Incumbent local exchange carriers (ILECs) and the U.S. Telecom Association (USTA), a group that represents them, challenged the Federal Communications Commission's (FCC) order requiring ILECs to lease a variety of unbundled network elements to competitive local exchange carriers (CLECs). They also challenged a FCC line sharing order that requires ILECs to lease to CLECs only a portion of local copper loops, rather than the whole line, for the purpose of offering DSL service.
The Appeals Court granted both petitions. It remanded both rules to the FCC for further proceedings. The ILECs prevailed.
The FCC already had underway a proceeding in which it is examining its unbundling rules. That proceeding is still pending.
The petitioners now assert that the question presented is as follows: "Under AT&T Corp. v. Iowa Utilities Board, 525 U.S. 366 (1999), Verizon Communications Inc. v. FCC, 122 S.Ct. 1646 (2002), and the provisions of the Telecommunications Act of 1996, may the FCC require incumbent telephone monopolists to lease elements of their network to competitors based on the FCC's findings that the ability of hundreds of firms to provide competing services will be materially lessened if they must obtain the elements from sources outside the incumbents' networks, or must the FCC also satisfy extra-statutory requirements in order to address putative adverse effects that the leasing of those elements will have on investment in alternative facilities?"
Mark Rosenblum, AT&T's VP for law, stated in a release that "There's no question that the D.C. Circuit Court decision reflects a view of the 1996 Act that is radically different from the one Congress enacted, that is foreclosed by the Supreme Court's decisions in two prior cases, and that cannot possibly create the local telephone competition consumers have been promised ... We are simply asking the Supreme Court to reaffirm its two previous rulings and provide the certainty needed to set the telecom industry back on course."
In sharp contrast, Walter McCormick, P/CEO of the USTA stated in a release that "AT&T could invest its financial resources in facilities and jobs, but instead it chooses to invest in lawyers and litigation. We are confident that the Supreme Court will dismiss AT&T's arguments. The public interest lies in economic growth and job creation that can best be encouraged through investment in facilities based competition."
Similarly, Herschel Abbott, BellSouth VP for governmental affairs, stated in a release that "The original court decision lent support to the direction that the Federal Communications Commission seems to be going with its current reviews of rules on the microscopic dissection of Bell networks. We urge the commission to stay the course. The commission is nearing completion of a fact-based proceeding to see which rules are really necessary to spur competition and which can be abandoned because competition has already taken hold. The May 24th appeals court decision seems to support going down that path."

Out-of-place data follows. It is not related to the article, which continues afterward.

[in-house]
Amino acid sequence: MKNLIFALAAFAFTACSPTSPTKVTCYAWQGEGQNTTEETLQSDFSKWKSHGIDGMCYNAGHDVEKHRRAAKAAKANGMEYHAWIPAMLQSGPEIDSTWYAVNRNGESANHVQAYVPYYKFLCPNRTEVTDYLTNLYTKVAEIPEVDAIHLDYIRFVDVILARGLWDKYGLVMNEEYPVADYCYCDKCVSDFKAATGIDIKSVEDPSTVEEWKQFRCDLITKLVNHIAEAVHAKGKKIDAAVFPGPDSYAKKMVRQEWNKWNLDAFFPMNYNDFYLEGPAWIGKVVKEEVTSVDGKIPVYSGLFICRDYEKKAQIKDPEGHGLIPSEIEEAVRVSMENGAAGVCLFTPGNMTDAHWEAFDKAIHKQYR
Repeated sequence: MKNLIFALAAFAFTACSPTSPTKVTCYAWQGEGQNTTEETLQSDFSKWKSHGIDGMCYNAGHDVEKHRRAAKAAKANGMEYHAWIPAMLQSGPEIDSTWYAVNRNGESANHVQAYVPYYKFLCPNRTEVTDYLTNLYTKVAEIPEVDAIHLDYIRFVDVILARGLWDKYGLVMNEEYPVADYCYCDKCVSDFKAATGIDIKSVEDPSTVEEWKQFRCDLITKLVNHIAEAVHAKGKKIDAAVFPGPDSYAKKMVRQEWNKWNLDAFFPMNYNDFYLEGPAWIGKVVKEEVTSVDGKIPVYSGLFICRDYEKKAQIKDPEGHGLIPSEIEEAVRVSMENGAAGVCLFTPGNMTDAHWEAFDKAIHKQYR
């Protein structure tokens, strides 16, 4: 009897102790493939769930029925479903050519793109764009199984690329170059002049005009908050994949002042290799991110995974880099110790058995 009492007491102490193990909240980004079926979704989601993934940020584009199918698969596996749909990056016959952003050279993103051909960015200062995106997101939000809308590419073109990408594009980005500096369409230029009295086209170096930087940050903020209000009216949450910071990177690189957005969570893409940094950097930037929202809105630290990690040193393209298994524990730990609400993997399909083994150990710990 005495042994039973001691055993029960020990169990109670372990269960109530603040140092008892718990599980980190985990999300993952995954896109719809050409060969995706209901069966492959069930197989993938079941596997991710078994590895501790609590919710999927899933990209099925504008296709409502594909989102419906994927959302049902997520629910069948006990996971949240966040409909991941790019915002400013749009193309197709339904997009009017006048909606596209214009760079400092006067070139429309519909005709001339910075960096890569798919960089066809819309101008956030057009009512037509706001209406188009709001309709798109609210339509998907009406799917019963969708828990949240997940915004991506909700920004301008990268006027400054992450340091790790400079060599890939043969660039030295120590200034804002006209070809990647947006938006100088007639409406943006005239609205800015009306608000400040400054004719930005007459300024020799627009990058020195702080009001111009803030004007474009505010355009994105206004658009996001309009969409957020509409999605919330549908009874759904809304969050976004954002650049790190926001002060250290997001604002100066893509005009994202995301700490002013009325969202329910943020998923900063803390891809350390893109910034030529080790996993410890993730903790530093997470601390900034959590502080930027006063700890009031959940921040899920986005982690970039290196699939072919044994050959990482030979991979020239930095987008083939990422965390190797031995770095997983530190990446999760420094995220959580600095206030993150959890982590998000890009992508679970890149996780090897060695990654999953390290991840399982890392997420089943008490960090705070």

WalMart Obtains DMCA Subpoena to Obtain Identity of Poster of Advertised Price Data
12/3. Wal-Mart obtained a subpoena from the U.S. District Court (NDIll) on November 27 directing FatWallet to disclose the identity of an anonymous user who posted Wal-Mart's Thanksgiving advertising circular. Wal-Mart is a retailer. FatWallet operates a web site that, among other things, enables users to post and discuss information about prices and products of consumer goods.
The subpoena was issued by a clerk of the U.S. District Court (NDIll). It is directed to Storm Concepts LLC d/b/a Fatwallets.com. It states that "YOU ARE COMMANDED to produce and permit inspection and copying of the following documents or objects at the place, date, and time specified below (list documents or objects): Information sufficient to identify the alleged infringer who posted the material described in the notification attached hereto, including for example that person's name, address, telephone number, and email address."
The subpoena was obtained on November 27, 2002, by Jeffrey Gitchel, an attorney in the Pittsburgh office of the law firm of Kirkpatrick & Lockhart. See, eight page PDF file in FatWallet web site containing subpoena and legal correspondence. (Wal-Mart did not returned phone calls from TLJ. Its counsel declined to answer questions.)
A demand letter from Wal-Mart's attorney referenced "the illegal posting of our Thanksgiving Circular on the Fatwallet.com website" and alleged that "the posting of the Circular violates Wal-Mart's intellectual property rights in the Circular".
FatWallet is represented by Megan Gray, a Washington DC based attorney, and Dierdre Mulligan of the Samuelson Law, Technology & Public Policy Clinic at Boalt Hall, at U.C. Berkeley. They assert that this subpoena constitutes "blatant misuse of the Digital Millennium Copyright Act". See, release.